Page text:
Spouses' cortisol associations and moderators: Testing physiological synchrony and connectedness in everyday life

Lauren M. Papp*, Patricia Pendry, Clarissa D. Simon, Emma K. Adam

*Corresponding author for this work

Research output: Contribution to journalArticle

45 Scopus citations

Abstract

In this study, associations were examined between cortisol levels of wives and husbands in 47 heterosexual married couples. Both partners' salivary cortisol levels were measured at the same moments seven times a day on 2 typical weekdays. After accounting for the effects of the diurnal rhythm of cortisol and relevant control variables, dyadic hierarchical linear modeling indicated significant positive linkages between partners' cortisol levels, consistent with the hypothesized within-couple physiological synchrony. Variables reflecting more (spousal presence) or less connectedness (loneliness, being alone) were also collected at the time of each cortisol sample. Results indicated that husbands' cortisol levels were higher at moments they reported feeling lonelier and lower at moments they were in the presence of their spouse. Wives' cortisol levels were higher at moments they were alone. In addition, wife-husband cortisol synchrony was stronger for husbands who spent relatively more time with their spouse across the study period-even after accounting for time spent with others in general. These findings suggest that marital partners evidence positive within-couple cortisol associations, and that connectedness (particularly physical closeness) may underpin spouses' physiological synchrony.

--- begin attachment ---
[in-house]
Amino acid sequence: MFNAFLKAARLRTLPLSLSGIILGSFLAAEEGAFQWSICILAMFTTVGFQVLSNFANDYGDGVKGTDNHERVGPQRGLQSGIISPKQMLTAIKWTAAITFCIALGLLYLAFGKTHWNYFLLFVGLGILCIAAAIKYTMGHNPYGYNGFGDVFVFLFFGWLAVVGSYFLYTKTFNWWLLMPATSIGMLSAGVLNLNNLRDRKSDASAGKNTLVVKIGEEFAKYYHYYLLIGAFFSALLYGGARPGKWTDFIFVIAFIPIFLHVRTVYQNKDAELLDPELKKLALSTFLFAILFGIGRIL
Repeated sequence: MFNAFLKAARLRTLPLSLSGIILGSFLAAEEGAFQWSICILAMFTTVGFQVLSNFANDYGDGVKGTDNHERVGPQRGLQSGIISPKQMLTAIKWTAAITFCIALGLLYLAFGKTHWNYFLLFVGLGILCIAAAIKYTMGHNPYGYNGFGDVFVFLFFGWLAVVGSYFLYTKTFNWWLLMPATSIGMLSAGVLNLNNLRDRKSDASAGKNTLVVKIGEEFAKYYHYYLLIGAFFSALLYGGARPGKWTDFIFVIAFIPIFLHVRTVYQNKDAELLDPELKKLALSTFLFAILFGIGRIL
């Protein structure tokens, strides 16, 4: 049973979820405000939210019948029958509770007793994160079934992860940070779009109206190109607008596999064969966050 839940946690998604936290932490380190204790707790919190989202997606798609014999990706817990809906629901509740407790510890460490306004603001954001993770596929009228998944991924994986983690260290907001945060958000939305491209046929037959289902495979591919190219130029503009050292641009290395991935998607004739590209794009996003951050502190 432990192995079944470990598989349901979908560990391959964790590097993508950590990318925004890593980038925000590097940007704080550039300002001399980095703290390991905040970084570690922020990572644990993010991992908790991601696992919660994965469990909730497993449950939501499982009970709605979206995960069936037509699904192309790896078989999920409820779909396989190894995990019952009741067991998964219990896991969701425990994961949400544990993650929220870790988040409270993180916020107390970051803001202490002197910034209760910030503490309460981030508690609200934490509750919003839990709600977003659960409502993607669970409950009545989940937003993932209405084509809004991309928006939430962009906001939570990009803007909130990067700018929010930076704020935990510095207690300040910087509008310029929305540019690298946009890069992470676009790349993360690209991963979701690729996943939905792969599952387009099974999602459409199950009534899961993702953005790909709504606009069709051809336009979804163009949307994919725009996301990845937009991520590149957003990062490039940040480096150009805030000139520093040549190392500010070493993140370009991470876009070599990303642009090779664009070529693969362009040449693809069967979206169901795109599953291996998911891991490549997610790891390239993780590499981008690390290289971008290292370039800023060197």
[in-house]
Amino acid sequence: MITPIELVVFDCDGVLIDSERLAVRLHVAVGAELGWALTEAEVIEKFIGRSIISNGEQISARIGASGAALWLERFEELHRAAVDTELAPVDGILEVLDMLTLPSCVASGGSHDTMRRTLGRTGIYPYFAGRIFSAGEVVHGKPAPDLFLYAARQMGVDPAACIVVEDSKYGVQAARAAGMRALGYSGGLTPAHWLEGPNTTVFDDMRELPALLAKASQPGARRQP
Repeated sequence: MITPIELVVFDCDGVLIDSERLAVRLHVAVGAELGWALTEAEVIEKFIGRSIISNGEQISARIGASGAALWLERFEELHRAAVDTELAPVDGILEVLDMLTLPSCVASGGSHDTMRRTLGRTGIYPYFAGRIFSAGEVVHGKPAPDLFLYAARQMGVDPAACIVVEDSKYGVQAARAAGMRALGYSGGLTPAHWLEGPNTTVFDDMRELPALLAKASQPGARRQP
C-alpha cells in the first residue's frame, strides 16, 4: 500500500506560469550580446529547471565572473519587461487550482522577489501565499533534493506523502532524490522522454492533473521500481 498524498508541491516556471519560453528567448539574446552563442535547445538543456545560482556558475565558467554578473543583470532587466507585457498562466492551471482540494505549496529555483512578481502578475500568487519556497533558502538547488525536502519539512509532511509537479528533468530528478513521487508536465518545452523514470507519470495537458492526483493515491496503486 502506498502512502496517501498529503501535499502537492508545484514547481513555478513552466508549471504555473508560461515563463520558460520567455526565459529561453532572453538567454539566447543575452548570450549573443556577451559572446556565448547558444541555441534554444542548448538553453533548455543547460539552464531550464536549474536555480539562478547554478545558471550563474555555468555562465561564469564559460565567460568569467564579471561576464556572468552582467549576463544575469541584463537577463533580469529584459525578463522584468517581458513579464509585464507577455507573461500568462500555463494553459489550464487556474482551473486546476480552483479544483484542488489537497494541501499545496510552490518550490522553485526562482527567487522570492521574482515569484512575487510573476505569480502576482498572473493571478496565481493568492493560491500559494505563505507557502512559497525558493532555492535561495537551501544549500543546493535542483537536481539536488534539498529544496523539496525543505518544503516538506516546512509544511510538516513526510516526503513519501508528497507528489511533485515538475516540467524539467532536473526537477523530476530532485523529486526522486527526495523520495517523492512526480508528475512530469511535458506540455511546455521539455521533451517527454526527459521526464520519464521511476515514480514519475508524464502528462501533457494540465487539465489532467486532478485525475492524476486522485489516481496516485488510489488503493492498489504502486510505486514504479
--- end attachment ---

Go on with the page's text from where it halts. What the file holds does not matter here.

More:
Original languageEnglish (US)
Pages (from-to)284-298
Number of pages15
JournalFamily process
Volume52
Issue number2
DOIs
StatePublished - Jun 1 2013

Keywords

  • Cortisol
  • Hierarchical Linear Modeling
  • Marriage

ASJC Scopus subject areas

  • Social Psychology
  • Clinical Psychology
  • Social Sciences (miscellaneous)

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